At the same time, the word itself has lost so much of its meaning due to the fact that it's used so freely in rejections to "soften the blow" as you pointed out. Too often it is just another word, another part of rejection, that makes the true definition of subjectivity less valuable.

Regardless, I'll clutch my little grain of hope and continue to submit, all the while maintaining my love/hate relationship with subjectivity.

Thanks for the thought-provoking post.

beckylevine.com said...

I hear the same kind of thing about critique group--what to down when you hear 3 different opinions/ideas about a scene or passage. Yes, it can be frustrating, but the magic part is that somewhere in those opinions--in the one that hits home with you, or a combination of the three that you and your group brainstorm out of the mix--is an answer your book needs!

Florence said...

Yes, indeed. It is what Jack Canfield talks about when he and his partner were turned down by over 100 publishers until they found this small press in Deerfield Beach, Fl. The book was Chicken Soup for the Soul which to date has sold over 100 million copies.

The same held for J.K. Rawlings. So often one person will see "something" in a book that hundreds before didn't see.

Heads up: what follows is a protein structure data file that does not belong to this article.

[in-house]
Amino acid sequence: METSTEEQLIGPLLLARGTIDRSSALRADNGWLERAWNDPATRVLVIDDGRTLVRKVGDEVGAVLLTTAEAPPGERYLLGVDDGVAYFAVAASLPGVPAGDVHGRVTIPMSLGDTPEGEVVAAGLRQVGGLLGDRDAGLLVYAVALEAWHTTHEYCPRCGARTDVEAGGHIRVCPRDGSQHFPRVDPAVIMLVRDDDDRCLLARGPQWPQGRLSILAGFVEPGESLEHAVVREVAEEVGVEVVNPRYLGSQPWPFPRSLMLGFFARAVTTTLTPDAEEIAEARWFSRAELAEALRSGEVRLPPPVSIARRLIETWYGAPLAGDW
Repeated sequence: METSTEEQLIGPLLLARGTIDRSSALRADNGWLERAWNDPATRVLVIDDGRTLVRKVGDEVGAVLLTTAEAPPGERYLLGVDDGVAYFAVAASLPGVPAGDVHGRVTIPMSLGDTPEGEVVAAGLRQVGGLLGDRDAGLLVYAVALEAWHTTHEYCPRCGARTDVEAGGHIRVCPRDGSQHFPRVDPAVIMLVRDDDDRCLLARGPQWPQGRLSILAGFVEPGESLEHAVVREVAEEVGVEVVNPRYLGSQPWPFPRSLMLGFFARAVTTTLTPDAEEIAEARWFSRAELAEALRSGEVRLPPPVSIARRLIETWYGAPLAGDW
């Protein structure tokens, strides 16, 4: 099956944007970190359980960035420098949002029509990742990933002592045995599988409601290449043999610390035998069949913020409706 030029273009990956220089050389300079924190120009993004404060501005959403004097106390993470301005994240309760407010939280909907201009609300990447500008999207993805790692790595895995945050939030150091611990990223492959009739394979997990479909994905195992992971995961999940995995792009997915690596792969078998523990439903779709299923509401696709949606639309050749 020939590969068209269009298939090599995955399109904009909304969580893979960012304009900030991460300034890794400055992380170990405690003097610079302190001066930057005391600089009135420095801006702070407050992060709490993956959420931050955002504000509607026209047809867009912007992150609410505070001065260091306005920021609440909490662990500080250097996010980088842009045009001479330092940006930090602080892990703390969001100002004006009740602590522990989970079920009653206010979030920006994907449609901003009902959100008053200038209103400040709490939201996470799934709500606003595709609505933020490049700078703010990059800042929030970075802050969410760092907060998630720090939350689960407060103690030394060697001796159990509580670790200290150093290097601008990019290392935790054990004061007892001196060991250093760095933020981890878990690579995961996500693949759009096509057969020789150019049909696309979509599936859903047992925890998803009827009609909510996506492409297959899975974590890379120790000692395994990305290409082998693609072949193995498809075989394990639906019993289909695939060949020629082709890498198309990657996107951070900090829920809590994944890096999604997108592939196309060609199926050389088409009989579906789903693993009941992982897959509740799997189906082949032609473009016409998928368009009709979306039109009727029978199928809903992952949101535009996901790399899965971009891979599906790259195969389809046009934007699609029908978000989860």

Perception is our only reality. Good post, thanks.

Kate Douglas said...

Excellent point and the only reason any of us are published. :-) I believe that we each come to a book with our own baggage--my personal history shapes how I write and how I read. It makes the experience (reading or writing) a totally individual one, and I've discovered that many of my readers who love my books also appreciate my recommendations, because we obviously must share at least SOME of that same baggage!

Samantha Rill said...

It's one of the things that keeps me going really. One person may not like it, but there are millions more people that will. To get to those millions, I have to find an agent who make not like it, but there are plenty of other agents that could like my pitch. Subjectivity is a great thing!

M Clement Hall said...